Review: Bokbacka (2015) Michelin-Star Potential in Oslo (Closed Permanently)

Located on Skovveien in Frogner is Bokbacka – a new restaurant in Oslo with Michelin star potential. The place opened without much fuzz this autumn. At least, I didn’t read anything about it until I saw some pictures from the opening night. Admittedly, I was skeptical at first when I saw photos of “the tree” – a concept Bokbacka appeared to have copied from other restaurants like El Cellar de Can Roca in Spain. Then again, copying is a common source of innovation and who am I to say where they got the inspiration from? Both Noma and Alchemist in Copenhagen serve varieties of this idea too. The more I read about Bobacka, the more I understood I had to check it out.

Note: This restaurant has closed permanently.

Looking for more great spots for food and drinks in Norway’s capital? Check out our city map of Oslo!

Omakase Tasting Menu at a Nordic Izakaya

Swedish Simon Weinberg, with experience from several Michelin-starred restaurants like Noma and Bagatelle, is the head chef at Bokbacka. I still remember his famous mini burger at Bagatelle’s sister restaurant Lille B. Danish Alexander Jones is the restaurant manager and head sommelier. Bokbacka describes themselves as a Nordic izakaya. Izakaya is Japanese and means an informal place to drink and dine. This isn’t the kind of place I would risk just dropping by, but the style is certainly Nordic here! Local, organic ingredients like Norwegian octopus, brown crab and langoustine, and in-season produce such as duck, Jerusalem artichoke, and pumpkin. In fact, no place in Oslo has ever made me feel so much that I am in Copenhagen. The atmosphere in the room, the service from Jones, and the general vibe of the place took me straight back to my favorite city in Scandinavia. Maybe my mind was tricked by the fact that Alexander is Danish… In either case, I loved it.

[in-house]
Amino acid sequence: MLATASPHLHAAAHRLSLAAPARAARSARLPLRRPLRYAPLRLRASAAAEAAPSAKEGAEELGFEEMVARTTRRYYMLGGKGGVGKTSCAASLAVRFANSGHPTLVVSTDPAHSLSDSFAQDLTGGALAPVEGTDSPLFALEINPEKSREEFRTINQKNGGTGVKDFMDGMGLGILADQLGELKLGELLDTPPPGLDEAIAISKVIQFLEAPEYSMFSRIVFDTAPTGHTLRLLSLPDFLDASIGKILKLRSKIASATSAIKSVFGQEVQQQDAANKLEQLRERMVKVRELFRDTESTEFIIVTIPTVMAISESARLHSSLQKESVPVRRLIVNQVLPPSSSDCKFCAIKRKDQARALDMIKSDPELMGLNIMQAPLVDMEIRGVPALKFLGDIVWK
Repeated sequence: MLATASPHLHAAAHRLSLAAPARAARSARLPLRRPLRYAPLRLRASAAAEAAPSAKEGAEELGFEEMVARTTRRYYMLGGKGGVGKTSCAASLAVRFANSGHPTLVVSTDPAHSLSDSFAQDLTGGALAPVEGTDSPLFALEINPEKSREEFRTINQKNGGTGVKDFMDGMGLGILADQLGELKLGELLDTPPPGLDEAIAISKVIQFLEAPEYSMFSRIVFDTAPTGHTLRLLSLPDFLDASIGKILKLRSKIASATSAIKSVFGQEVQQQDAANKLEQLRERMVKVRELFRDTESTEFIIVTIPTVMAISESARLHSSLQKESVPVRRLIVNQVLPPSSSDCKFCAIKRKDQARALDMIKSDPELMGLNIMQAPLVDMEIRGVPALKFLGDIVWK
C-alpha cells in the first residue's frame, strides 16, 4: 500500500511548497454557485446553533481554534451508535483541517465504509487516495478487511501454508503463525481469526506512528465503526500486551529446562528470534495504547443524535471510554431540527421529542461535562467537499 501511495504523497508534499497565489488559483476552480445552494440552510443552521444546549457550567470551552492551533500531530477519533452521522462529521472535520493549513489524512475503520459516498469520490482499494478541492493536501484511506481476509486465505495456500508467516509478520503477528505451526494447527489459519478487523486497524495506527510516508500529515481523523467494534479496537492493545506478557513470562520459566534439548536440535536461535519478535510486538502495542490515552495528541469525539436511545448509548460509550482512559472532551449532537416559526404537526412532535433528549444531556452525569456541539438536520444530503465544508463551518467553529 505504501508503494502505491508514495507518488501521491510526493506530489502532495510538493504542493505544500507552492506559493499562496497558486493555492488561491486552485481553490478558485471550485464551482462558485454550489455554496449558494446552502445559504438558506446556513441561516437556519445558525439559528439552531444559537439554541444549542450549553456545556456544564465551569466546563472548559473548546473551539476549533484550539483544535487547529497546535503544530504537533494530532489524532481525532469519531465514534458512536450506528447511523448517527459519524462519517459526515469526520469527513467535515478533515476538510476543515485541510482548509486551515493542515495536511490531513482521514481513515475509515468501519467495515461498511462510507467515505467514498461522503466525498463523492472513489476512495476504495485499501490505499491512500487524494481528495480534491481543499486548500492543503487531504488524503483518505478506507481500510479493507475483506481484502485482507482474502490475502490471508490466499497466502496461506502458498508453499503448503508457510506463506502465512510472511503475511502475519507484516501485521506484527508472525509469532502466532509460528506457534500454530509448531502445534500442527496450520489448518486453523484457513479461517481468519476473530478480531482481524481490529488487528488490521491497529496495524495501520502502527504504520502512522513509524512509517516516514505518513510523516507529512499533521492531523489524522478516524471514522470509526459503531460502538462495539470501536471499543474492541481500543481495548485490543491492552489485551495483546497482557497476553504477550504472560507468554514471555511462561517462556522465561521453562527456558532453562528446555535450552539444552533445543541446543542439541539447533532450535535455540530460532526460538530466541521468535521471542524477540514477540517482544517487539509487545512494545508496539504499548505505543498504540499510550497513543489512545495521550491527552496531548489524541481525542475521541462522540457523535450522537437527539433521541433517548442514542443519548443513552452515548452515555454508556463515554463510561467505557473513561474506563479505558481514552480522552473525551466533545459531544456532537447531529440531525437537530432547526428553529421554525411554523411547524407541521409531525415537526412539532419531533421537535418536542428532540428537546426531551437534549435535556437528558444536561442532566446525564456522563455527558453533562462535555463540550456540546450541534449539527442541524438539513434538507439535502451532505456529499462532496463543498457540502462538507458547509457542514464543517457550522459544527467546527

I did not get a photo of the first snack, which I believe was a warm broth of pork knuckle. We were offered an apéritif, which we accepted, and got recommended the sparkling wine Ridgeview from Sussex, England. An excellent choice, which I was previously served at restaurant Tango in Stavanger. The menu lay in front of us on the table in a small envelope – a six-course omakase menu, with the option of three extra dishes. Omakase roughly translates to “trust the chef”, but all the dishes were written on the card. In either case, we ordered the full menu (NOK 775) with two of the extra dishes, and the drink pairings (NOK 795). In the end, our sommelier and host of the night, Alexander Jones, treated us with the third bonus serving as well to complete the menu.

Restaurant Bokbacka in Oslo.